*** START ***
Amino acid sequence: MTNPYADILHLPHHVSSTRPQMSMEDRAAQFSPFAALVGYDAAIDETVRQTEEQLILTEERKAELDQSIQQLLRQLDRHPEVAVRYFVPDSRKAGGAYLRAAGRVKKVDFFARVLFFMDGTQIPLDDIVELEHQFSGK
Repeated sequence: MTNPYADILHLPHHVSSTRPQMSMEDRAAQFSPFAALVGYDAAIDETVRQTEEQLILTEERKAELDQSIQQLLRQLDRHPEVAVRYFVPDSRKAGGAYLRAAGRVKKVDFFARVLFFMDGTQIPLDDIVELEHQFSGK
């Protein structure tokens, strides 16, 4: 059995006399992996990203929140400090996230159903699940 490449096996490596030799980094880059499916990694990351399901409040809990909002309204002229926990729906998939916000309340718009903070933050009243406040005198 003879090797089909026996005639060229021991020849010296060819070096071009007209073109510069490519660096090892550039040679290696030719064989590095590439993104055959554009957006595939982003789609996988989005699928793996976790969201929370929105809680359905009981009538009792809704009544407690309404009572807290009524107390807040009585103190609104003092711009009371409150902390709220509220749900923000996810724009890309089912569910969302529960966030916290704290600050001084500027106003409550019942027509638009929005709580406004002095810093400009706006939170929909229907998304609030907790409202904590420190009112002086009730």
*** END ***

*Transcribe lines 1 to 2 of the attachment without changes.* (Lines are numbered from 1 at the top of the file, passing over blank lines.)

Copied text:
Amino acid sequence: MTNPYADILHLPHHVSSTRPQMSMEDRAAQFSPFAALVGYDAAIDETVRQTEEQLILTEERKAELDQSIQQLLRQLDRHPEVAVRYFVPDSRKAGGAYLRAAGRVKKVDFFARVLFFMDGTQIPLDDIVELEHQFSGK
Repeated sequence: MTNPYADILHLPHHVSSTRPQMSMEDRAAQFSPFAALVGYDAAIDETVRQTEEQLILTEERKAELDQSIQQLLRQLDRHPEVAVRYFVPDSRKAGGAYLRAAGRVKKVDFFARVLFFMDGTQIPLDDIVELEHQFSGK